The “Summer of Responsible Travel” plan is meant to prevent large gatherings amid the pandemic while supporting hosts and neighbors.
As vaccination rolls out and people make plans to see friends they hadn’t seen during most of 2020 due to the pandemic, Airbnb unveiled a series of rules that will prevent partying in its hosts’ properties this summer.
The “Summer of Responsible Travel” plan, which the short-term rental company unveiled Monday, is banning one-night rentals and last-minute bookings from guests who do not have a history of positive reviews over Fourth of July weekend. The holiday, which is both a historic day of large gatherings and the date that many see as an unofficial reopening date for the country, has been specifically targeted to prevent large gatherings.
“We’ve learned that July 4 is being pegged as the ‘reopening’ date in the U.S., which is great for the country as well as for the Airbnb community,” Airbnb said in a statement. “We also know that public health and safety experts are still saying mass gatherings should not happen. That’s why we’re introducing new rules aimed at helping to prevent unauthorized parties over the 4th of July, similar to the successful initiatives implemented during Halloween and New Year’s Eve.”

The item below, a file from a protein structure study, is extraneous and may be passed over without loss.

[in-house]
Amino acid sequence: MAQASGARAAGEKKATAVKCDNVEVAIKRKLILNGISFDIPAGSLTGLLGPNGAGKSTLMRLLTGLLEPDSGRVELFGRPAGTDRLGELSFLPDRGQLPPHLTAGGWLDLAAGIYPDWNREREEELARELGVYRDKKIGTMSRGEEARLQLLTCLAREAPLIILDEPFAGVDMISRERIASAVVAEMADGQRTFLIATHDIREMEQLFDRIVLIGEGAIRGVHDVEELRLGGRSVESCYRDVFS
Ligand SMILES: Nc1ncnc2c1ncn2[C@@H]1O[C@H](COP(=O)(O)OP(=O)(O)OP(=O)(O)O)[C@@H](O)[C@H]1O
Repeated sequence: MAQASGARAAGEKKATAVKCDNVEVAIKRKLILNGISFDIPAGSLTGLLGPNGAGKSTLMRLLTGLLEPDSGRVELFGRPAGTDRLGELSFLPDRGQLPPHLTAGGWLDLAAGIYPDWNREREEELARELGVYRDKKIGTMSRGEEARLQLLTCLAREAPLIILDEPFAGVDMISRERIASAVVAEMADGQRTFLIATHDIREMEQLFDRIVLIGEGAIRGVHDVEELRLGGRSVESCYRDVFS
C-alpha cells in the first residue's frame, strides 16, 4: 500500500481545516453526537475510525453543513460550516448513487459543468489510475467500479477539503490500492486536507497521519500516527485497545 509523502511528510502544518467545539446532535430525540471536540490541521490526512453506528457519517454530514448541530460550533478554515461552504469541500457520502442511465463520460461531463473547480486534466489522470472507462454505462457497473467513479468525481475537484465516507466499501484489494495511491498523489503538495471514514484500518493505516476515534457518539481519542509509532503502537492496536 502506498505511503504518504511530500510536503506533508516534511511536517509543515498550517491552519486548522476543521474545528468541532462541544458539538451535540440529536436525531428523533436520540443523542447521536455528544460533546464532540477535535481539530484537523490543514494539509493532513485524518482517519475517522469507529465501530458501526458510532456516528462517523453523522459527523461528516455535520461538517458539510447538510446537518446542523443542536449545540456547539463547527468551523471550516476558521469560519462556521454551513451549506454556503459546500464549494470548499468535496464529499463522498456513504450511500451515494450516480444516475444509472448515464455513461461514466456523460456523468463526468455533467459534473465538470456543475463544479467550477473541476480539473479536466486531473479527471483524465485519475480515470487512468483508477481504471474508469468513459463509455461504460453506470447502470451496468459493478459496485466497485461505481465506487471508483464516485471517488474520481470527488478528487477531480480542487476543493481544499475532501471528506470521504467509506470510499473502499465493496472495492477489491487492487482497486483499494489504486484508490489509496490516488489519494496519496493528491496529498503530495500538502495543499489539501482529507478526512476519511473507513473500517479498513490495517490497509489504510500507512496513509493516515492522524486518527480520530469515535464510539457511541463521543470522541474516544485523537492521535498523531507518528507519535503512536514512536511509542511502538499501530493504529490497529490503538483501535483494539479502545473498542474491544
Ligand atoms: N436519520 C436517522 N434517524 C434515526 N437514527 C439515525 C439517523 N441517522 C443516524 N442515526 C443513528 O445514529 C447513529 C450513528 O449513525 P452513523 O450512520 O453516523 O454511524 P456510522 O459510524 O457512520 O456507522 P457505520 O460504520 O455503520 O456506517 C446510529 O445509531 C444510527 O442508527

Other efforts include giving Superhosts discounts on noise-detection technology from smart home monitoring system Minut, increasing its support staff and expanding its Neighborhood Support Line (including making it available for 24 hours a day and in Spanish) for hosts who need to communicate with Airbnb. House rules will be made more visible on bookings while more guidance will be released specifically having to do with pool and fire safety.
Since the COVID-19 pandemic first broke out in the United States in March, Airbnb has regularly made efforts to prevent the platform for being used for parties that could spread the virus — it issued a global party ban in August and has regularly blocked rule violators from the platform. But the pandemic and global curb on travel has had a profound effect on the company as well. After going public as a company in December, the company announced that it lost almost $700 million in revenue.
“As the July 4 weekend approaches, we are deploying more stringent restrictions on one and two-night reservations that may pose heightened risk for parties,” Airbnb said. “For example, we will leverage our technology that restricts certain local and last-minute bookings by guests without a history of positive reviews on Airbnb and also block reservations within an expanded radius.”